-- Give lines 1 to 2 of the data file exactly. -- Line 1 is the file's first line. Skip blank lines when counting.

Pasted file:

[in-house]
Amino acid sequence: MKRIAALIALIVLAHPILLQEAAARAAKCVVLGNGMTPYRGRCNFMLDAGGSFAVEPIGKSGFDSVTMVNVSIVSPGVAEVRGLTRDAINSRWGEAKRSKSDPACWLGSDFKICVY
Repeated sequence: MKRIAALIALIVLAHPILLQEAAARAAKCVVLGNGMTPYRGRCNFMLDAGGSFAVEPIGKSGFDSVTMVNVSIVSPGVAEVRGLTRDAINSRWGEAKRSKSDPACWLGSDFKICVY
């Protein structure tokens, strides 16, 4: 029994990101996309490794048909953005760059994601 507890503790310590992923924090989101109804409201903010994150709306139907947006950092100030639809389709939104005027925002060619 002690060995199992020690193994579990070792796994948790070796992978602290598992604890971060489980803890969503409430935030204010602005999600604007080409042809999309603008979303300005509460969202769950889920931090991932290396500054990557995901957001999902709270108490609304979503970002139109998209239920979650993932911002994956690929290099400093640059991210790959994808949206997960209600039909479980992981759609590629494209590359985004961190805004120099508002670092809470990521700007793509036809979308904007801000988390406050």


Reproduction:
[in-house]
Amino acid sequence: MKRIAALIALIVLAHPILLQEAAARAAKCVVLGNGMTPYRGRCNFMLDAGGSFAVEPIGKSGFDSVTMVNVSIVSPGVAEVRGLTRDAINSRWGEAKRSKSDPACWLGSDFKICVY